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Andronikos Palaiologos (son-in-law of Theodore I)

Andronikos Palaiologos (Greek: Ἀνδρόνικος Παλαιολόγος; died ca. 1216) was the son-in-law and heir-apparent of Theodore I Laskaris, Emperor of Nicaea, in the 1210s.

LifeEdit

Andronikos is a very obscure figure. As R. Macrides writes, "almost everything that is known about him [...] has been disputed: his identity/name, the date of his marriage, the date of his death, the cause of his death".[1] Nothing is known of his origin and early life, and even his name is uncertain, as the metropolitan of Ephesus, Nicholas Mesarites, who officiated at his marriage, calls him "Constantine Doukas Palaiologos" in a sermon of his. All Byzantine chroniclers on the other hand, beginning with George Akropolites who is the main source on his life, call him Andronikos, and it is usually supposed that the different name in Mesarites' account is a transcription error by a later copyist.[1][2]

Andronikos is first mentioned by Akropolites as participating in the 1211 campaign against the Latin Empire, which ended with the Nicaean defeat at the Battle of the Rhyndacus. During the course of the campaign, the Latin Emperor Henry of Flanders also took the cities of Lentiana and Poimanenon. Andronikos was evidently one of the main commanders during the siege of Lentiana, and was captured but later released by the Latins.[3][4] Due to the chronological order of Akropolites' narrative, the marriage of Andronikos with Irene Laskarina, the eldest daughter of the Nicaean emperor Theodore I, was earlier regarded as contemporary with the 1211 events,[5] but is now placed in February 1216.[1] After his marriage Andronikos was elevated to the supreme rank of despot and became Theodore's heir-apparent, since the latter had no sons. He died soon after, however, from an unidentified "sexual condition" according to Akropolites, and Irene was remarried to John Doukas Vatatzes, who eventually succeeded Theodore I as emperor.[6][4]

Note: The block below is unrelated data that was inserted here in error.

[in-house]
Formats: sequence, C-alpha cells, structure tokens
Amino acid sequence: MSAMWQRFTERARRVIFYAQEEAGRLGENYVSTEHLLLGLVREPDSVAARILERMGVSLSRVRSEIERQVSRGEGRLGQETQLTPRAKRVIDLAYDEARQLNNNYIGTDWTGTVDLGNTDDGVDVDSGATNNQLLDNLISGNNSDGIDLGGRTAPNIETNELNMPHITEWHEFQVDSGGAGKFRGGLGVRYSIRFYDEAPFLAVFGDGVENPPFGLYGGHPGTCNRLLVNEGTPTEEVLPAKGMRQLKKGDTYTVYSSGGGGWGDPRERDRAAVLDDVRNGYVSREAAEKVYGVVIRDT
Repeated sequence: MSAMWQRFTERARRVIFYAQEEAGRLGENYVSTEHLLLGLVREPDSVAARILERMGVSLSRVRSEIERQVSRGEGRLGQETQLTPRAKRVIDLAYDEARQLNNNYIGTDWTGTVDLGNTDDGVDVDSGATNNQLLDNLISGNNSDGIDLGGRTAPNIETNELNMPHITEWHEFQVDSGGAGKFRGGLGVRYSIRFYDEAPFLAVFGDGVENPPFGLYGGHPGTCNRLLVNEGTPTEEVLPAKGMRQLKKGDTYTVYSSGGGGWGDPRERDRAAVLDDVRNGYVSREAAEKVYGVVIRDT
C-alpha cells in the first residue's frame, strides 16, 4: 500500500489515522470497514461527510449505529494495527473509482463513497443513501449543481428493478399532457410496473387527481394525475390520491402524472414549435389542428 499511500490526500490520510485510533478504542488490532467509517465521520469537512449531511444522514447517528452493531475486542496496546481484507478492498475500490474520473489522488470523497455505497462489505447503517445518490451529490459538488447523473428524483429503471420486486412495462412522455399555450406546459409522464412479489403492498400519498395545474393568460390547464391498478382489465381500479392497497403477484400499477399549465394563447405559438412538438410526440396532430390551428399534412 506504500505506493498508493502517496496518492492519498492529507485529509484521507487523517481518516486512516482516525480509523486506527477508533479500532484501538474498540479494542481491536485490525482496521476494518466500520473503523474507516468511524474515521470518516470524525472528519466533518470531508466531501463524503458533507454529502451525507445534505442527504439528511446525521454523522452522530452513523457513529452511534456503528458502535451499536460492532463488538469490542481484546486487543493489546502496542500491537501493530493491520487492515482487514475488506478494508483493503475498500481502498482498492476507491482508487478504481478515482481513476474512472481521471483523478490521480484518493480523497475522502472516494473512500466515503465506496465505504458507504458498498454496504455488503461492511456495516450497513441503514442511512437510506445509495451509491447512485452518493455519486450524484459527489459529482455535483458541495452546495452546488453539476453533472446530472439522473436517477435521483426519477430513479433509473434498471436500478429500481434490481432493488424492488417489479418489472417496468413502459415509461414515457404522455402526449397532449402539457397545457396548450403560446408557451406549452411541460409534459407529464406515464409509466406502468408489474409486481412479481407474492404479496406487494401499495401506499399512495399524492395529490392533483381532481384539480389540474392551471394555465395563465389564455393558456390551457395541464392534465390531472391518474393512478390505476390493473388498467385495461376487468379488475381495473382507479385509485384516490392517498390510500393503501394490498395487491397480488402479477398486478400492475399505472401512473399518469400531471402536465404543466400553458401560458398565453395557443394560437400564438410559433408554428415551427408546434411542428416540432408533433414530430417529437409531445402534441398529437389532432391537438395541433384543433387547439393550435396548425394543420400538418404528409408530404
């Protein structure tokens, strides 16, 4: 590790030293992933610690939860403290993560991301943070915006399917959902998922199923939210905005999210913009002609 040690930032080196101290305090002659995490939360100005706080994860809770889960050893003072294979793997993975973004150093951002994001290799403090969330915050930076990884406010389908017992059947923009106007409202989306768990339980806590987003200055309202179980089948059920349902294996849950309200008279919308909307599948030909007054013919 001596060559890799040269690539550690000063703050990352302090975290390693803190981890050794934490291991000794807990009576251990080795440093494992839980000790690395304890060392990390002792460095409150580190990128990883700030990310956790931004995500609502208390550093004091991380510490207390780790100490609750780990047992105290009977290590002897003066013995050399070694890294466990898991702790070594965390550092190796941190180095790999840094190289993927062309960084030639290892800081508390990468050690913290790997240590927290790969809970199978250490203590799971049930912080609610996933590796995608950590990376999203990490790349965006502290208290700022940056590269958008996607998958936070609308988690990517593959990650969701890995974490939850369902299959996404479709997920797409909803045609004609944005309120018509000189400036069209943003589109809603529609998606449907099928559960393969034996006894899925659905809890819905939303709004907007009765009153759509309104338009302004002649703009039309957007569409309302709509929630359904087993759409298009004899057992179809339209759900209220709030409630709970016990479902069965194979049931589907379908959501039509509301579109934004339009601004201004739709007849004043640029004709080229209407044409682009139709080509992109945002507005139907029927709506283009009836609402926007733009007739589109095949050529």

ReferencesEdit

  1. ^ a b c Macrides 2007, pp. 149–150 (note 3).
  2. ^ Cheynet & Vannier 1986, pp. 172–173.
  3. ^ Macrides 2007, pp. 148ff., 153–154.
  4. ^ a b Cheynet & Vannier 1986, pp. 173–174.
  5. ^ Cheynet & Vannier 1986, p. 173.
  6. ^ Macrides 2007, pp. 148, 149–150 (note 3).

SourcesEdit

  • Cheynet, Jean-Claude; Vannier, Jean-François (1986). Études Prosopographiques (in French). Paris: Publications de la Sorbonne. ISBN 978-2-85944-110-4.
  • Macrides, Ruth (2007). George Akropolites: The History – Introduction, Translation and Commentary. Oxford: Oxford University Press. ISBN 978-0-19-921067-1.